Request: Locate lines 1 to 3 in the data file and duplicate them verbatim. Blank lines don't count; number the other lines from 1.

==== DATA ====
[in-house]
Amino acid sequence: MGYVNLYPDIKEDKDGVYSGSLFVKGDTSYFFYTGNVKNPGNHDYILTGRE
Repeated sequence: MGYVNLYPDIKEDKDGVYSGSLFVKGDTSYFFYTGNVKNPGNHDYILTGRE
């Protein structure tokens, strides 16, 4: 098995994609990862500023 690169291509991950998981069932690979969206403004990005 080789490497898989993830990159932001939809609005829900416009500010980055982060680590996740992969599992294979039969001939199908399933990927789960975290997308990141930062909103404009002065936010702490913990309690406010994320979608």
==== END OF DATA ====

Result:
[in-house]
Amino acid sequence: MGYVNLYPDIKEDKDGVYSGSLFVKGDTSYFFYTGNVKNPGNHDYILTGRE
Repeated sequence: MGYVNLYPDIKEDKDGVYSGSLFVKGDTSYFFYTGNVKNPGNHDYILTGRE